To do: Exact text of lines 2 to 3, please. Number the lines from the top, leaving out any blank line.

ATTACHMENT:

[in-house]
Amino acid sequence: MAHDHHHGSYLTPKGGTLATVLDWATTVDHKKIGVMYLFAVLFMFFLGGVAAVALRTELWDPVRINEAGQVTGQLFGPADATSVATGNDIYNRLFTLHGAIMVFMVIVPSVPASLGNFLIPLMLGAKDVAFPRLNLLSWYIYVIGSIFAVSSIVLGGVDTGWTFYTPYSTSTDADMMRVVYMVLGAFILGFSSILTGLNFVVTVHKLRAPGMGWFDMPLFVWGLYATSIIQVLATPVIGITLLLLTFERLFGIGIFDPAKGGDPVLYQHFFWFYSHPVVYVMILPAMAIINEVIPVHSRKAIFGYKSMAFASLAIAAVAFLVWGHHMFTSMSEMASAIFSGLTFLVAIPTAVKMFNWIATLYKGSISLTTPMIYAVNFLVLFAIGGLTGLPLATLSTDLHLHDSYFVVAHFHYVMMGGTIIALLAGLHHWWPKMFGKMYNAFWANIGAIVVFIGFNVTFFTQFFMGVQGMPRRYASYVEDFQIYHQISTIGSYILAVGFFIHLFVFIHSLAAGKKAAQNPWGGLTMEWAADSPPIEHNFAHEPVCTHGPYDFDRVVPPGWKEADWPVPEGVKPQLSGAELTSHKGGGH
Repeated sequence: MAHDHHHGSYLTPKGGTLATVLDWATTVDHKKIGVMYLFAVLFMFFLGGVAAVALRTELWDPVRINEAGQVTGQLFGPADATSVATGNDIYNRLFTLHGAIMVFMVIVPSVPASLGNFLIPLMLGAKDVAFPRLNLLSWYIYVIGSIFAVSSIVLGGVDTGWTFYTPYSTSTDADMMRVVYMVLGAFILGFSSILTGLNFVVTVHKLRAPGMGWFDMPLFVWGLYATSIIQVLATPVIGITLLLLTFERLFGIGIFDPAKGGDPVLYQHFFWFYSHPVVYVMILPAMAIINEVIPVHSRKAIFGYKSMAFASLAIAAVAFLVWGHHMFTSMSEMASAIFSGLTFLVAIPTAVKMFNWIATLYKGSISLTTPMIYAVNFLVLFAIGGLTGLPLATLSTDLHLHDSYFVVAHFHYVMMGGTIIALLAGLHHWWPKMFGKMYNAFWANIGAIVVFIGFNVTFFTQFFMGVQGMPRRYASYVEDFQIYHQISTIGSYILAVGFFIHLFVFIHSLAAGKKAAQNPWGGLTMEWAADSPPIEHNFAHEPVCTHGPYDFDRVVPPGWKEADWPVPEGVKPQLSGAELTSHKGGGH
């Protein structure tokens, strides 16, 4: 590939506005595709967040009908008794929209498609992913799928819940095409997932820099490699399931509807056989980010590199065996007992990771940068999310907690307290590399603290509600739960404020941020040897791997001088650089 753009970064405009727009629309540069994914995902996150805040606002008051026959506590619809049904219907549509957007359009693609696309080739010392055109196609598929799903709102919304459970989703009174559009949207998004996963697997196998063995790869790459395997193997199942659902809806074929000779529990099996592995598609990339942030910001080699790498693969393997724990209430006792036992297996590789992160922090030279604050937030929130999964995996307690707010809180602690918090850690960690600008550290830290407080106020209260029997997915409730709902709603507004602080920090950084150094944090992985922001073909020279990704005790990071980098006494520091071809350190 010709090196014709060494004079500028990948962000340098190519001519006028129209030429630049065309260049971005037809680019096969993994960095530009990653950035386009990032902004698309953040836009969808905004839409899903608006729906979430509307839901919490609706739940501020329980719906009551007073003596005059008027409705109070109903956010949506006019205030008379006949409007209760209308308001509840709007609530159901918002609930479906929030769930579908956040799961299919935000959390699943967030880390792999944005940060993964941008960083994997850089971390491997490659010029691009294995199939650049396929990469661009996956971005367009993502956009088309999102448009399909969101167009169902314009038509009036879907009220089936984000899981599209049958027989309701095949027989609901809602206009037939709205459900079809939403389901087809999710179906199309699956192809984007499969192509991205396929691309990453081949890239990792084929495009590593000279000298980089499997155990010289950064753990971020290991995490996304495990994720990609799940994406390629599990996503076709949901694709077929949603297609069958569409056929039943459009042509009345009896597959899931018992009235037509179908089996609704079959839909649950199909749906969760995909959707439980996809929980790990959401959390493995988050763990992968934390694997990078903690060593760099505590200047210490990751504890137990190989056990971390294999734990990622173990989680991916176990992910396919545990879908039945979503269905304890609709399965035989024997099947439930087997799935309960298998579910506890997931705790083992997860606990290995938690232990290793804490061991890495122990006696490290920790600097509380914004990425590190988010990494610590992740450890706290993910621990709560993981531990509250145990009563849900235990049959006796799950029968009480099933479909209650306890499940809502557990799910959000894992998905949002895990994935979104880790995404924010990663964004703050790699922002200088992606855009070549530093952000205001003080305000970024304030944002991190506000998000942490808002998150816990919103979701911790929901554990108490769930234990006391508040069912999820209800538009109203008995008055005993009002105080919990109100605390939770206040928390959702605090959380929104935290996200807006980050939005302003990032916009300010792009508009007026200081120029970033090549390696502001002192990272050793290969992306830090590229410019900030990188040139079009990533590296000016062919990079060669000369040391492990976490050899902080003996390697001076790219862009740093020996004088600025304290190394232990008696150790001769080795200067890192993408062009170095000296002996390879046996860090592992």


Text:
Amino acid sequence: MAHDHHHGSYLTPKGGTLATVLDWATTVDHKKIGVMYLFAVLFMFFLGGVAAVALRTELWDPVRINEAGQVTGQLFGPADATSVATGNDIYNRLFTLHGAIMVFMVIVPSVPASLGNFLIPLMLGAKDVAFPRLNLLSWYIYVIGSIFAVSSIVLGGVDTGWTFYTPYSTSTDADMMRVVYMVLGAFILGFSSILTGLNFVVTVHKLRAPGMGWFDMPLFVWGLYATSIIQVLATPVIGITLLLLTFERLFGIGIFDPAKGGDPVLYQHFFWFYSHPVVYVMILPAMAIINEVIPVHSRKAIFGYKSMAFASLAIAAVAFLVWGHHMFTSMSEMASAIFSGLTFLVAIPTAVKMFNWIATLYKGSISLTTPMIYAVNFLVLFAIGGLTGLPLATLSTDLHLHDSYFVVAHFHYVMMGGTIIALLAGLHHWWPKMFGKMYNAFWANIGAIVVFIGFNVTFFTQFFMGVQGMPRRYASYVEDFQIYHQISTIGSYILAVGFFIHLFVFIHSLAAGKKAAQNPWGGLTMEWAADSPPIEHNFAHEPVCTHGPYDFDRVVPPGWKEADWPVPEGVKPQLSGAELTSHKGGGH
Repeated sequence: MAHDHHHGSYLTPKGGTLATVLDWATTVDHKKIGVMYLFAVLFMFFLGGVAAVALRTELWDPVRINEAGQVTGQLFGPADATSVATGNDIYNRLFTLHGAIMVFMVIVPSVPASLGNFLIPLMLGAKDVAFPRLNLLSWYIYVIGSIFAVSSIVLGGVDTGWTFYTPYSTSTDADMMRVVYMVLGAFILGFSSILTGLNFVVTVHKLRAPGMGWFDMPLFVWGLYATSIIQVLATPVIGITLLLLTFERLFGIGIFDPAKGGDPVLYQHFFWFYSHPVVYVMILPAMAIINEVIPVHSRKAIFGYKSMAFASLAIAAVAFLVWGHHMFTSMSEMASAIFSGLTFLVAIPTAVKMFNWIATLYKGSISLTTPMIYAVNFLVLFAIGGLTGLPLATLSTDLHLHDSYFVVAHFHYVMMGGTIIALLAGLHHWWPKMFGKMYNAFWANIGAIVVFIGFNVTFFTQFFMGVQGMPRRYASYVEDFQIYHQISTIGSYILAVGFFIHLFVFIHSLAAGKKAAQNPWGGLTMEWAADSPPIEHNFAHEPVCTHGPYDFDRVVPPGWKEADWPVPEGVKPQLSGAELTSHKGGGH